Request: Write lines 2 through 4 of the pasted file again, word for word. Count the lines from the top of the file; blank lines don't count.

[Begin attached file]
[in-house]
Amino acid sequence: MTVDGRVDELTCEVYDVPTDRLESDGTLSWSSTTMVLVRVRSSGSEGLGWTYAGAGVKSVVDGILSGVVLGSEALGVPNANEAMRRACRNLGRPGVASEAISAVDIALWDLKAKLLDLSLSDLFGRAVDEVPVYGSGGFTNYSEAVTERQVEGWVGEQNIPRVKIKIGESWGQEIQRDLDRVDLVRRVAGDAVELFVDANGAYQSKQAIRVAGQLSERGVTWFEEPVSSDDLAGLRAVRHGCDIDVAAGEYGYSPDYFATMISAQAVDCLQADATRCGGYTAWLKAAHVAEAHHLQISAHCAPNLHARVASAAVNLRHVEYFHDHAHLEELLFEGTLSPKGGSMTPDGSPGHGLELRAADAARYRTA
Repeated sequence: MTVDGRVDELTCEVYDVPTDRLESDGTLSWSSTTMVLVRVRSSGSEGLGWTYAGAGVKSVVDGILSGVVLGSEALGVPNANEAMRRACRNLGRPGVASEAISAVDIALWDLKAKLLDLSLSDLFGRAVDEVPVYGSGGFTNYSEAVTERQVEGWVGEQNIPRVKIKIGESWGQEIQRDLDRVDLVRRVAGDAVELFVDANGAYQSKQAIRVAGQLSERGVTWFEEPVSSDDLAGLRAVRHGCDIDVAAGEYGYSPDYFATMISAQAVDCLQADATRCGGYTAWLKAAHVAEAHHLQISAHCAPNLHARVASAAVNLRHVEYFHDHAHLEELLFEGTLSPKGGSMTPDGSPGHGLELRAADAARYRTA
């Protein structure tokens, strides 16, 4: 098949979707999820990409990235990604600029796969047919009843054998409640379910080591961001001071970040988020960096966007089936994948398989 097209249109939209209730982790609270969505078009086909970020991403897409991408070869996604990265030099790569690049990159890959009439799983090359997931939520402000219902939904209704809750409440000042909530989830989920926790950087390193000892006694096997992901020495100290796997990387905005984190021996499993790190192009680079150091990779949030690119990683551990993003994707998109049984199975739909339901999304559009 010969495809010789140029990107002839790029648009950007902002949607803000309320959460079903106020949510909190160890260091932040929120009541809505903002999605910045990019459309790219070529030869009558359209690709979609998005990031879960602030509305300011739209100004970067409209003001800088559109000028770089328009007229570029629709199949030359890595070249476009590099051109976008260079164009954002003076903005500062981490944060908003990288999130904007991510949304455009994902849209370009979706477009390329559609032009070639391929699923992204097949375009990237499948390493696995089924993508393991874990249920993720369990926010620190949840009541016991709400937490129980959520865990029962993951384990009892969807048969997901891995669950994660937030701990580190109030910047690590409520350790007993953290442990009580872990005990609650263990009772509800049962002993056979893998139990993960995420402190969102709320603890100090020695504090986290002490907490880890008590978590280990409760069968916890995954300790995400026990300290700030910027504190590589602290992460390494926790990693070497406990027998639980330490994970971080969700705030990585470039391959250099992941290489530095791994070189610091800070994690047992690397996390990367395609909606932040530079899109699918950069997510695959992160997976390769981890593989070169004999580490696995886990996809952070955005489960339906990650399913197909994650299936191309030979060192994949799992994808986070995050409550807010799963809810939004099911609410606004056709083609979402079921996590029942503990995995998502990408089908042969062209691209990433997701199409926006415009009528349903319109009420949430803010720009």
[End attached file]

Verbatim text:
Amino acid sequence: MTVDGRVDELTCEVYDVPTDRLESDGTLSWSSTTMVLVRVRSSGSEGLGWTYAGAGVKSVVDGILSGVVLGSEALGVPNANEAMRRACRNLGRPGVASEAISAVDIALWDLKAKLLDLSLSDLFGRAVDEVPVYGSGGFTNYSEAVTERQVEGWVGEQNIPRVKIKIGESWGQEIQRDLDRVDLVRRVAGDAVELFVDANGAYQSKQAIRVAGQLSERGVTWFEEPVSSDDLAGLRAVRHGCDIDVAAGEYGYSPDYFATMISAQAVDCLQADATRCGGYTAWLKAAHVAEAHHLQISAHCAPNLHARVASAAVNLRHVEYFHDHAHLEELLFEGTLSPKGGSMTPDGSPGHGLELRAADAARYRTA
Repeated sequence: MTVDGRVDELTCEVYDVPTDRLESDGTLSWSSTTMVLVRVRSSGSEGLGWTYAGAGVKSVVDGILSGVVLGSEALGVPNANEAMRRACRNLGRPGVASEAISAVDIALWDLKAKLLDLSLSDLFGRAVDEVPVYGSGGFTNYSEAVTERQVEGWVGEQNIPRVKIKIGESWGQEIQRDLDRVDLVRRVAGDAVELFVDANGAYQSKQAIRVAGQLSERGVTWFEEPVSSDDLAGLRAVRHGCDIDVAAGEYGYSPDYFATMISAQAVDCLQADATRCGGYTAWLKAAHVAEAHHLQISAHCAPNLHARVASAAVNLRHVEYFHDHAHLEELLFEGTLSPKGGSMTPDGSPGHGLELRAADAARYRTA
């Protein structure tokens, strides 16, 4: 098949979707999820990409990235990604600029796969047919009843054998409640379910080591961001001071970040988020960096966007089936994948398989 097209249109939209209730982790609270969505078009086909970020991403897409991408070869996604990265030099790569690049990159890959009439799983090359997931939520402000219902939904209704809750409440000042909530989830989920926790950087390193000892006694096997992901020495100290796997990387905005984190021996499993790190192009680079150091990779949030690119990683551990993003994707998109049984199975739909339901999304559009 010969495809010789140029990107002839790029648009950007902002949607803000309320959460079903106020949510909190160890260091932040929120009541809505903002999605910045990019459309790219070529030869009558359209690709979609998005990031879960602030509305300011739209100004970067409209003001800088559109000028770089328009007229570029629709199949030359890595070249476009590099051109976008260079164009954002003076903005500062981490944060908003990288999130904007991510949304455009994902849209370009979706477009390329559609032009070639391929699923992204097949375009990237499948390493696995089924993508393991874990249920993720369990926010620190949840009541016991709400937490129980959520865990029962993951384990009892969807048969997901891995669950994660937030701990580190109030910047690590409520350790007993953290442990009580872990005990609650263990009772509800049962002993056979893998139990993960995420402190969102709320603890100090020695504090986290002490907490880890008590978590280990409760069968916890995954300790995400026990300290700030910027504190590589602290992460390494926790990693070497406990027998639980330490994970971080969700705030990585470039391959250099992941290489530095791994070189610091800070994690047992690397996390990367395609909606932040530079899109699918950069997510695959992160997976390769981890593989070169004999580490696995886990996809952070955005489960339906990650399913197909994650299936191309030979060192994949799992994808986070995050409550807010799963809810939004099911609410606004056709083609979402079921996590029942503990995995998502990408089908042969062209691209990433997701199409926006415009009528349903319109009420949430803010720009």